Kurdish oil cargo unloaded at sea, destination a mystery

SINGAPORE Thu Jul 31, 2014 1:26pm EDT

The oil tanker SCF Byrranga, which was renamed the United Kalavryta in March 2014 (also known as United Kalavrvta) and is currently off the coast of Texas with a cargo of Kurdish crude oil, is seen off the Isle of Arran, Scotland in this handout photo taken February 21, 2014.  REUTERS/Tom Duncan/Handout via Reuters

The oil tanker SCF Byrranga, which was renamed the United Kalavryta in March 2014 (also known as United Kalavrvta) and is currently off the coast of Texas with a cargo of Kurdish crude oil, is seen off the Isle of Arran, Scotland in this handout photo taken February 21, 2014.

Credit: Reuters/Tom Duncan/Handout via Reuters

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SINGAPORE (Reuters) - Part of a Kurdish oil cargo has been offloaded from a Greek-managed tanker into another tanker in the South China Sea, but mystery surrounds the identity of the buyer and where the two tankers are headed.

The United Emblem, which is carrying more than 1 million barrels of oil, is one of three tankers loaded with oil from the autonomous Kurdish region, which is trying to sell oil independently.

Iraqi Kurdistan is locked in a bitter legal and diplomatic struggle with Baghdad over international oil sales.

A U.S. judge on Tuesday refused a request by Baghdad, citing a lack of jurisdiction, to seize 1 million barrels of oil aboard the United Kalavrvta tanker, which has been anchored off the port of Galveston since the weekend.

The Kurdistan Regional Government filed a letter with the Texas court arguing its sales are allowed under the Iraqi constitution.

Another tanker carrying Kurdish oil, the United Leadership, has been anchored off Morocco for almost two months.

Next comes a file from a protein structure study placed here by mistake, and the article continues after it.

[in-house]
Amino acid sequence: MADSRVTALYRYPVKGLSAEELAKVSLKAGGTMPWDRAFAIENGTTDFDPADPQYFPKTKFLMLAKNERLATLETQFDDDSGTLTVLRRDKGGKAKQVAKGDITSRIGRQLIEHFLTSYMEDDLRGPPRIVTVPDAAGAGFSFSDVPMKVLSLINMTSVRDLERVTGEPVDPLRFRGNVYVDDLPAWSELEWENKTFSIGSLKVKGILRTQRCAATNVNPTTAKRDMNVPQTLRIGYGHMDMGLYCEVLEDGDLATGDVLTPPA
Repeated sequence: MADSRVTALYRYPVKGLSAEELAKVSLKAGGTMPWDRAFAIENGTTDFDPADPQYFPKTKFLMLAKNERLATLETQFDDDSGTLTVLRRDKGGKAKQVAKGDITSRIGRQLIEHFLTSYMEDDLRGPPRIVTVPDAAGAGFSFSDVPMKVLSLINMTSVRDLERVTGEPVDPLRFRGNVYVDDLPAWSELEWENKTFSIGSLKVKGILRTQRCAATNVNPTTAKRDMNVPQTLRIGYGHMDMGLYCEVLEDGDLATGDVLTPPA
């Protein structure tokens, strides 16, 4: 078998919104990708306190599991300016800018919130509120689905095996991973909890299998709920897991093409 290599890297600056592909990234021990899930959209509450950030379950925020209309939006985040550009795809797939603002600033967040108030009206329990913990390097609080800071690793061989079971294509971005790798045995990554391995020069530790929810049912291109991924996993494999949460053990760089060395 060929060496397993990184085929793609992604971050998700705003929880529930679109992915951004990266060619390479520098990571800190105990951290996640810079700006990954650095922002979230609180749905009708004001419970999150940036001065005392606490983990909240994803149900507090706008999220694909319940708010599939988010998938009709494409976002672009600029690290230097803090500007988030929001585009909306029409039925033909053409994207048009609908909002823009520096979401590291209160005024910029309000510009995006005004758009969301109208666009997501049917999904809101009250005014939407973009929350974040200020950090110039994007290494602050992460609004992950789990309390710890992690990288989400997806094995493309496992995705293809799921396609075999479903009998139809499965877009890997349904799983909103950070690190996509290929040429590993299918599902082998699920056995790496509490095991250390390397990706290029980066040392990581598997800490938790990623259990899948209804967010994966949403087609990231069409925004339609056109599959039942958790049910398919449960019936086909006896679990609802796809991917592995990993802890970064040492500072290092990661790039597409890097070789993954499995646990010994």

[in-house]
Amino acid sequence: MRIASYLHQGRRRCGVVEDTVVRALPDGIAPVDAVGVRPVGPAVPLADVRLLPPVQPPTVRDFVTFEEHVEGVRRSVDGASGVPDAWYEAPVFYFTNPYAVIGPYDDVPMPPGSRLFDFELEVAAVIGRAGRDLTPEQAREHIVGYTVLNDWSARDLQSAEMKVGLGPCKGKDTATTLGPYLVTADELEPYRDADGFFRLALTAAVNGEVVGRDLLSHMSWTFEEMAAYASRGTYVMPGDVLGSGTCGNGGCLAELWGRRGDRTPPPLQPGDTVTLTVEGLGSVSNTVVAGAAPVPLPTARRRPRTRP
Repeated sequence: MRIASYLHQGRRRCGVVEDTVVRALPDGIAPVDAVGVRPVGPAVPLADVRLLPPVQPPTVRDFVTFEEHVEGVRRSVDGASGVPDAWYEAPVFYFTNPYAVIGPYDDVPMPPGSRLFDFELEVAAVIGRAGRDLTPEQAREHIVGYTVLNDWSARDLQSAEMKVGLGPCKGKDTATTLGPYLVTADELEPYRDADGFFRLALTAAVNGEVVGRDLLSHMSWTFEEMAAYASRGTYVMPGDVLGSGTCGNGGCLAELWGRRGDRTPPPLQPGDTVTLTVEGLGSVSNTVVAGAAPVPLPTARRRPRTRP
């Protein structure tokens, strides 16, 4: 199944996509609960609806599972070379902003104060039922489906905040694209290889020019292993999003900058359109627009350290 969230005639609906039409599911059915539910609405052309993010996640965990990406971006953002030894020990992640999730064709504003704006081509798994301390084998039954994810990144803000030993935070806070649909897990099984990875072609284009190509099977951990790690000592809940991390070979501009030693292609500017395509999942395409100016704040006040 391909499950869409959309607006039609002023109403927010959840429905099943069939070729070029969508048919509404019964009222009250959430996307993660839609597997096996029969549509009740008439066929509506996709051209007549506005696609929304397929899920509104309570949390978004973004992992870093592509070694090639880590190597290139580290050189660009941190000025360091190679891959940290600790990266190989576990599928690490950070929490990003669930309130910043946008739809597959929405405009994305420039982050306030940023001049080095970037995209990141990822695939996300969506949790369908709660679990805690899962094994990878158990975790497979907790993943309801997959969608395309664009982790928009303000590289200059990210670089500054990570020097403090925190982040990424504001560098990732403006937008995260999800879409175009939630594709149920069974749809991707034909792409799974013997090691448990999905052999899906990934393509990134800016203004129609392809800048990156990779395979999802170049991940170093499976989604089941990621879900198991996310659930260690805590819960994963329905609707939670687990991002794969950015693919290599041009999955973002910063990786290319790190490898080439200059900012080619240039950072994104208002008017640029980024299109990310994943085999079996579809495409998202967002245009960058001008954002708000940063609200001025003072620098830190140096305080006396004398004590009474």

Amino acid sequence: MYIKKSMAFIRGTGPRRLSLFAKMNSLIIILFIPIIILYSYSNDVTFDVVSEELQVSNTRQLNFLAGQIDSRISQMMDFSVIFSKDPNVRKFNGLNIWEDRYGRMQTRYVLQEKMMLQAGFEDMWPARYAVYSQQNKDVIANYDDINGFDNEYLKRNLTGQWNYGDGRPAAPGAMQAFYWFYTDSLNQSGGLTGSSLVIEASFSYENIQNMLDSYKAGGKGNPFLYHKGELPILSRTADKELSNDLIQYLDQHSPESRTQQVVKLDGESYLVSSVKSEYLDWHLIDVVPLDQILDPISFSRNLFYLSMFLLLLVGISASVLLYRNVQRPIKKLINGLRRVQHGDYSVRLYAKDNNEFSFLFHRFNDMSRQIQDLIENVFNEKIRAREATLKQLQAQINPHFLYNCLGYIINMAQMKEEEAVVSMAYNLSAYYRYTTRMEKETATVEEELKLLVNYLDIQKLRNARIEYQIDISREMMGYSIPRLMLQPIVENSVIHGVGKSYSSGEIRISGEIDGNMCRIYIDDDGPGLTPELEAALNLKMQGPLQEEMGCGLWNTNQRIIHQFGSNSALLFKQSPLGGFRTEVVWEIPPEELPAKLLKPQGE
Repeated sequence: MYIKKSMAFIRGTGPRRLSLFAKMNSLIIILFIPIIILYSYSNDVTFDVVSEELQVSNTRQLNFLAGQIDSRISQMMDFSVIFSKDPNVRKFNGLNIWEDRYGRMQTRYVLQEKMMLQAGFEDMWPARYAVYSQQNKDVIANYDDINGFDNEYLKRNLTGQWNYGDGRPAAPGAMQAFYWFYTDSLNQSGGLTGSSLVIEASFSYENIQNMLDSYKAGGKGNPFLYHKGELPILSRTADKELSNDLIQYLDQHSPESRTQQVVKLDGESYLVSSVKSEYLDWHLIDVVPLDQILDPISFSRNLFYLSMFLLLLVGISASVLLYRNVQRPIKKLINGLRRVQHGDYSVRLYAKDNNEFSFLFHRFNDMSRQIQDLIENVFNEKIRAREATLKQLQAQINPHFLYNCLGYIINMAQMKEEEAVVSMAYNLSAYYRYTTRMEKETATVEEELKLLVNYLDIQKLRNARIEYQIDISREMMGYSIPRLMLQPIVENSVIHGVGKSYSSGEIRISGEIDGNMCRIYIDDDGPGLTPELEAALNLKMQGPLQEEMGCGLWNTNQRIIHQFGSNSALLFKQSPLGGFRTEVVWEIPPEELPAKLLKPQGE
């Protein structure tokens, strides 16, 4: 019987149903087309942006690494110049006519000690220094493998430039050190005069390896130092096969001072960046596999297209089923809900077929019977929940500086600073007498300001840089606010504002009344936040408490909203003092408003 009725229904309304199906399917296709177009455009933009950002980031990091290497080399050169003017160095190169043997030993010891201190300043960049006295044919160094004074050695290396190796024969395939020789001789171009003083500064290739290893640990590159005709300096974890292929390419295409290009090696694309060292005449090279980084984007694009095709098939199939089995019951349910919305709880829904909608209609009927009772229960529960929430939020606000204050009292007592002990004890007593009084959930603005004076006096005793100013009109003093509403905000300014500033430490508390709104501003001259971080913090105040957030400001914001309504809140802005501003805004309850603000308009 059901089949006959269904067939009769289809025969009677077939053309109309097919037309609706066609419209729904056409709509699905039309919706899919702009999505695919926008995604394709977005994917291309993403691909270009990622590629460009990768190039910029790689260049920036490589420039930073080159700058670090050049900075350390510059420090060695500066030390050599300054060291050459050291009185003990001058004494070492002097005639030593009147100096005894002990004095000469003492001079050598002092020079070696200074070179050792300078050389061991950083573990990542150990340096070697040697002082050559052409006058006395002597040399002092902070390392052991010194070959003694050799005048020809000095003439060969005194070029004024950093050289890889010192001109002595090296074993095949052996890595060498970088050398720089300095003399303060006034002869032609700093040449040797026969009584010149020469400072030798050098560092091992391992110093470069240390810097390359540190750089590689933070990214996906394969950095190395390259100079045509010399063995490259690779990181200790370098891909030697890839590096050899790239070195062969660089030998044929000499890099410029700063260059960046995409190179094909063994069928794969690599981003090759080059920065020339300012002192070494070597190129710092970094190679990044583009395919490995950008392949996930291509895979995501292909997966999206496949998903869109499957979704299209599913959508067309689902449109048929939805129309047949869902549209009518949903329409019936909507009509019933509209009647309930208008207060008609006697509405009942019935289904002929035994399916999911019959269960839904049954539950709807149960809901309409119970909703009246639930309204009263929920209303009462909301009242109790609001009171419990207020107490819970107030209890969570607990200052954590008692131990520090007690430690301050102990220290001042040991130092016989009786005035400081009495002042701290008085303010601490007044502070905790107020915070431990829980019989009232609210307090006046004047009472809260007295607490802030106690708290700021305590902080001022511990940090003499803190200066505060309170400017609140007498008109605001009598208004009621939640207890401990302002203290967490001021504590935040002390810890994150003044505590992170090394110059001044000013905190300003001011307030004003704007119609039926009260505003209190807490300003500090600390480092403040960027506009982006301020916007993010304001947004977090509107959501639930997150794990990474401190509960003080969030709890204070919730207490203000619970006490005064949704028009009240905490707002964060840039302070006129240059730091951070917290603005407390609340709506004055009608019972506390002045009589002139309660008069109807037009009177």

All three tankers are managed by Marine Management Services M.C., a Piraeus-based shipping company.

A senior executive at Marine Management Services confirmed the ship-to-ship transfer involving the United Emblem took place in a "legitimate operation".

The ship is "fixed to a legitimate charterer and performing legitimate operations," said Kostas Georgopoulos, the chartering manager at Marine Management Services.

"The ship is still in international waters," he added.

Georgopoulos declined to name the charterer or the details of the oil transfer but was aware the 161,724 dwt (deadweight tonne) ship was carrying oil from Iraqi Kurdistan.

Around half of the ship's cargo could have been offloaded, according to Reuters AIS ship tracking data.

Data on July 28 showing the ship was anchored with a 100 percent draft indicated the tanker was fully loaded. The ship's draft was 74 percent of the maximum when the information was updated on Thursday, compared with around 60 percent if the tanker was empty.

The ship is anchored in the South China Sea about 20 km off the east coast of Peninsular Malaysia and about 50 km north-east of Singapore, Reuters data showed.

Georgopoulos did not know where the ship was headed next, saying the charterers were controlling the vessel.

"It's not us controlling the tanker. We are expecting the issuing of orders," Georgopoulos said.

The captain of the ship said when reached by telephone: "You can't speak to me. Please don't call again. Whatever information you need get it from my owners. Thank you very much. Bye. Bye."

The London based insurer of the ship, the London P&I Club, declined to comment specifically on the vessel or its cargo, although director Steve Roberts, said: "We have had some contact" with Marine Management Services.

The United Emblem loaded the oil cargo at Ceyhan in Turkey in mid-June, according to Reuters data, although exports have now stopped because storage at the port is at capacity forcing the Kurdistan Regional Government to shut-off its pipeline.

The United States has publicly opposed direct oil sales, fearing they could contribute to the break-up of Iraq, and instead believes Baghdad and the Kurdistan Regional Government should reach an agreement on how the proceeds from oil sales should be split.

(Editing Ed Davies)

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